11/02/12

Insects and other foods the trout should be eating:
Hatching:
1.    BWOs (Little and baetis BWOs)
2.    Little Yellow Quills
3.    Slate Drakes
4.    Needle Stoneflies

Most available/ Other types of food:
5.    Sculpin, Minnows (Streamers)
6.    Craneflies
7.    Beetles
8.    Grasshoppers
9.    Ants




Running A Little Late This Morning
I'm running at a slow speed this morning. Angie and I always enjoy watching the CMA awards which
last a couple of hours past my normal bedtime. She always cooks a special late night full course
meal to entice me to stay up and watch the show with her and it always works.

The streams of the Smokies are all in great shape but staying on the cold side because of the
huge amount of snow in the mountains. They are absolutely beautiful. The song lyrics, On top of
old Smoky, all covered with snow, is currently a reality. The weather stations in the park are
currently showing 36 inches at both Mt. LeConte and Newfound Pass. That can't be right. The
LeConte reading is probably right but the Newfound Pass certainly isn't the same.

It will be clear today and tomorrow and in the sixties. Although most of the snow in the highest
elevations may not melt to a great extent, much of the snow in the middle elevations will. That will
hold the water temperature down lower than you would normally expect them to be.

The Low Down Black Fly - Part Two
The first time or two we collected samples of the insect larvae in the South Holston River, we
ignored collecting samples of the low down black fly. I was not aware of the insect's importance
there or for anywhere else, for that matter. After I found out about the importance of the black flies
on that tailwater, Angie and I returned to use of kick nets to take samples of the black fly larvae. A
gentleman from nearby Virginia walked up to see what we were doing. After we explained, he
looked at our screen full of various insects and quickly pointed out the black fly larvae and the
black fly pupae. I was amazed at his knowledge of the insect. When I asked if he fished imitations
of them, he quickly responded by pulling out a fly box with black fly larva, pupa and adult imitations.
I was amazed that he not only fished them, he had a complete fly box dedicated to the Black Fly

That was how, when and where I learned to fish imitations of the different stages of life of the Black
Fly.. He gave me some of his flies, all of which he had tied, and proceeded to show me the details
of how he fished the flies. Since then, I have caught many trout, including one brown over twenty
inches on an imitation of the Black Fly larva. A year or so after that, we used his fly patterns to
some extent to assist us in designing our Perfect Fly Black Fly imitations of the larva, pupa and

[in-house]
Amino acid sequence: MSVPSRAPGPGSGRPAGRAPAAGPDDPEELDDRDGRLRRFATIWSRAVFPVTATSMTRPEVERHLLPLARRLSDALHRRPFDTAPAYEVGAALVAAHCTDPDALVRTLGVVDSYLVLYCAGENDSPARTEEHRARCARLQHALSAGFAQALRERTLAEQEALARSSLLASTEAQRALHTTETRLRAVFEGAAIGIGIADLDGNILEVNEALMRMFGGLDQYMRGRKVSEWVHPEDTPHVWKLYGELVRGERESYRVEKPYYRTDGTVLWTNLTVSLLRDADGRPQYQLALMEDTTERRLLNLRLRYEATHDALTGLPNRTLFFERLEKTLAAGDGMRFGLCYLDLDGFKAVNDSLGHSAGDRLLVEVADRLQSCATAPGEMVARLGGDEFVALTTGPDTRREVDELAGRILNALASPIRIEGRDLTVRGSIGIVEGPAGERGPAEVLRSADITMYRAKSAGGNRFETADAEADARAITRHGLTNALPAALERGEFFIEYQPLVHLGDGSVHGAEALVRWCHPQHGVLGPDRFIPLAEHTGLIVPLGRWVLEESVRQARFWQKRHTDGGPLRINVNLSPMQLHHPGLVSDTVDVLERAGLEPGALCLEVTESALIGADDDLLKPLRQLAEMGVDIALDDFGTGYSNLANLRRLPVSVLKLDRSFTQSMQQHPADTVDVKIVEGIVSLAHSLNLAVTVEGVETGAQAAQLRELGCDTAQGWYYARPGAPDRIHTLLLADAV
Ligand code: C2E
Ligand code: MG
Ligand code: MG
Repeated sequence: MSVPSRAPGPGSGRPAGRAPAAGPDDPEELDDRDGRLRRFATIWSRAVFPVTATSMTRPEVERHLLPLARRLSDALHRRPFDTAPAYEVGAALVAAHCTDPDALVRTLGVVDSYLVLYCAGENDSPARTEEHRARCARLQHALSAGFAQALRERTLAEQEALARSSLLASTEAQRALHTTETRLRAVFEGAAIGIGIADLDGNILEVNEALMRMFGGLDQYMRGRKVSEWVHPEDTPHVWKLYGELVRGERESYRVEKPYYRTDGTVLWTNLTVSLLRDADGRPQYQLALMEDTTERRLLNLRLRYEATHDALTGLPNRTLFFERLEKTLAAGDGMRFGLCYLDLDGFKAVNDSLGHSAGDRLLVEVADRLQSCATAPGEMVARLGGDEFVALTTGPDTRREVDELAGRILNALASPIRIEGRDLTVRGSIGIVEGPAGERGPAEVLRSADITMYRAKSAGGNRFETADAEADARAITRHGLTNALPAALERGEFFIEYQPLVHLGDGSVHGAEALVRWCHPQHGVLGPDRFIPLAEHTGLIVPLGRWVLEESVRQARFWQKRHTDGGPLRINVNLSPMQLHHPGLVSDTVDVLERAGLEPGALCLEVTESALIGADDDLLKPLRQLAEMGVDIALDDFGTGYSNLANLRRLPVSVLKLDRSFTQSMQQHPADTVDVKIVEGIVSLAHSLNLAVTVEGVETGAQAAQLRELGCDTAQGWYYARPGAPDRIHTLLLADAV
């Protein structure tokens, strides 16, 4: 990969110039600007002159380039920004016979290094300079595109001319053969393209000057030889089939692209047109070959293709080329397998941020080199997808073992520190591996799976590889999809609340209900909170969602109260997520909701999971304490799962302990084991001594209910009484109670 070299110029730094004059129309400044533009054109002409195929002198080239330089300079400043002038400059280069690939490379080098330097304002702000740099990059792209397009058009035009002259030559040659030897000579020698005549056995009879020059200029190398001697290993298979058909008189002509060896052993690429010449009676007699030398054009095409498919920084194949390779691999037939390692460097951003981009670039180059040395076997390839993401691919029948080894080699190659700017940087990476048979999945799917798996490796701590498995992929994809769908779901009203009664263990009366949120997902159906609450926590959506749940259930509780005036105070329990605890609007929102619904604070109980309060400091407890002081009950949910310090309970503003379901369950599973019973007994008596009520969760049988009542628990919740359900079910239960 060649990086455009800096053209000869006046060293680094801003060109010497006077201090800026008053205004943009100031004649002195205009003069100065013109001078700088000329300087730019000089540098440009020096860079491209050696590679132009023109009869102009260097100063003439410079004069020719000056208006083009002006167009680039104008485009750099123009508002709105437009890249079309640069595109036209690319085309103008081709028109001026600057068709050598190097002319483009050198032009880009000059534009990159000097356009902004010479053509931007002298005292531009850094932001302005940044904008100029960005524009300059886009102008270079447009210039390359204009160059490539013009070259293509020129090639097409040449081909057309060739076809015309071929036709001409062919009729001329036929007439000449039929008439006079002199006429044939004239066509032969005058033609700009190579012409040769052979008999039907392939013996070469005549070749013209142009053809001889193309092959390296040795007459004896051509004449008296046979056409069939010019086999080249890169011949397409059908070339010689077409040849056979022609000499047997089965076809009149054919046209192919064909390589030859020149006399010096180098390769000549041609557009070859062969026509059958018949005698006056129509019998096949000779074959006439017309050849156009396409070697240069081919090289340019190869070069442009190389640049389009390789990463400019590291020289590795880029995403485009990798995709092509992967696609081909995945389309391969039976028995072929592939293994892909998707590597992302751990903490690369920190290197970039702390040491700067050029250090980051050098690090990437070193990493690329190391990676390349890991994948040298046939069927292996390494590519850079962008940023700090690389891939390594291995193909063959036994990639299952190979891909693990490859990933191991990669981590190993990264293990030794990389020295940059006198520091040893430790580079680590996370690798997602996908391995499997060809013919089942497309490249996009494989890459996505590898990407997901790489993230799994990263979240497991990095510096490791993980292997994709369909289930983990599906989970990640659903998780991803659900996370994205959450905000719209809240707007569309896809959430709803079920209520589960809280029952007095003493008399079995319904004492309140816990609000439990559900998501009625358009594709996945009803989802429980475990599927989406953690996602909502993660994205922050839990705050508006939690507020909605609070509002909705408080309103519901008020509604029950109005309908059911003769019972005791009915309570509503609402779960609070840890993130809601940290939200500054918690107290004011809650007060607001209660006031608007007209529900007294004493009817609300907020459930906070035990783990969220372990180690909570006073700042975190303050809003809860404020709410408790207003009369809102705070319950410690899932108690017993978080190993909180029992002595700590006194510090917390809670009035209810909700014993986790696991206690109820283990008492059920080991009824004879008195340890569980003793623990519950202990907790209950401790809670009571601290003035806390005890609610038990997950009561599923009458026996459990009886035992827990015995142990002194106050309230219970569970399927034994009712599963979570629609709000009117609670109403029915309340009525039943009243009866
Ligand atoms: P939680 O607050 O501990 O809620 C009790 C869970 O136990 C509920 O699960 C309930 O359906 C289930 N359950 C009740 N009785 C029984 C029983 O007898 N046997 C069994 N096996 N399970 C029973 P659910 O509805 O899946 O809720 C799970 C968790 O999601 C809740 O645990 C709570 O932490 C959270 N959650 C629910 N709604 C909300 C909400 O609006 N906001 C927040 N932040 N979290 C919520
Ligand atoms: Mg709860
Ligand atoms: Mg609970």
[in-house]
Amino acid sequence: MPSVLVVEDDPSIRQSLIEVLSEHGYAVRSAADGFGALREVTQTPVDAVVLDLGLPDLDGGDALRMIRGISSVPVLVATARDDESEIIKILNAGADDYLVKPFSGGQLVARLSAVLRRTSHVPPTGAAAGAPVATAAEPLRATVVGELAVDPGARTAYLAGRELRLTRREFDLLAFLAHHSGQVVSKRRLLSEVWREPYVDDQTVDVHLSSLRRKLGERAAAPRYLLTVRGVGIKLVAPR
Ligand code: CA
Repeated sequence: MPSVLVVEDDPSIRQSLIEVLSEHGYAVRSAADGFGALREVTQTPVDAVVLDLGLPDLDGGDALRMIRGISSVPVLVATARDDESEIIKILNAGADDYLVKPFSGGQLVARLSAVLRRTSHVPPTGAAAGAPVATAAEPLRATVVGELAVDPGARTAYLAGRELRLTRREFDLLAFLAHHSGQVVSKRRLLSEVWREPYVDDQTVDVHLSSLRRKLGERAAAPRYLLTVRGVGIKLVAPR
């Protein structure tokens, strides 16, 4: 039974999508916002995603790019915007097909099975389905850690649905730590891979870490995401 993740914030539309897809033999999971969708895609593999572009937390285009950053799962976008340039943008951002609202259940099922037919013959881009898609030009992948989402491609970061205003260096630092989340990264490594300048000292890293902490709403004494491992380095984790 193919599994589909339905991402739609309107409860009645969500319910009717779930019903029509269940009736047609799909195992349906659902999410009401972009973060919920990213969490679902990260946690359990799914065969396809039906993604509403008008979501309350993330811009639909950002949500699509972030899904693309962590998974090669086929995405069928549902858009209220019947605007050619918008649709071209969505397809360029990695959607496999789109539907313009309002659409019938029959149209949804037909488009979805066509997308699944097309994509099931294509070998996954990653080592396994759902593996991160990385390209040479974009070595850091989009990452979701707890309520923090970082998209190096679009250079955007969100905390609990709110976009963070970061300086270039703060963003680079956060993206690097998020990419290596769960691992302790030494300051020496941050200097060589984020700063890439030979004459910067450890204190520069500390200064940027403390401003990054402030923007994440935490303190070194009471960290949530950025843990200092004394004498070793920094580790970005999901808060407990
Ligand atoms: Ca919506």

adult. More importantly, we used the actual samples of the insects we collected and preserved to
assist us in the fly designs.

On the South Holston, you should fish the larva imitation of the Black Fly on a 6X or 7X tippet with a
leader at least ten foot long. We do not use a strike indicator but if you are unwilling to take the
time to learn to fish without a strike indicator, we suggest you do use one.

To fish the fly, just tie the single, hook size 18 imitation of the larvae on the end of the tippet. Add a
tiny split shot about six inches above the fly depending on the current. Wade out into the stream
facing downstream. You should be able to easily see the shallow and deep water trenches running
almost parallel with the river. Cast the fly down and slightly across to where it will swing only a few
feet to eventually end up in a deeper trench, not on top of the shallower areas of bottom.

You will need to quickly mend the line a couple of times. Slowly feed out some line out, allowing the
fly to reach the bottom. Hold the rod at about a 45 degree angle keeping the fly on the bottom as
long as you can without having to add extra weight. The fly will soon come back to the surface due
to the current. Repeat this process over and over, carefully watching your leader. If it twitches,
jumps or moves sideways or does anything weird, set the hook.

The key is to get the fly near or on the bottom in the deeper water downstream a good distance
(far enough that the trout want be able to see you) and watch your leader. The exact distance you
cast, and exactly how much you swing the fly along with the other details depend on the water
depth and current. On subsequent cast, don't waste time allowing the fly to reach the same spot.
Keep moving a step or two downstream after each cast. This will place your fly in a different area of
water each cast. If a trout is there, most likely you will get a take.

By the way, this type of downstream presentation is the same type of presentation you should use
in many other fly fishing scenarios on the South Holston River.
Copyright 2012 James Marsh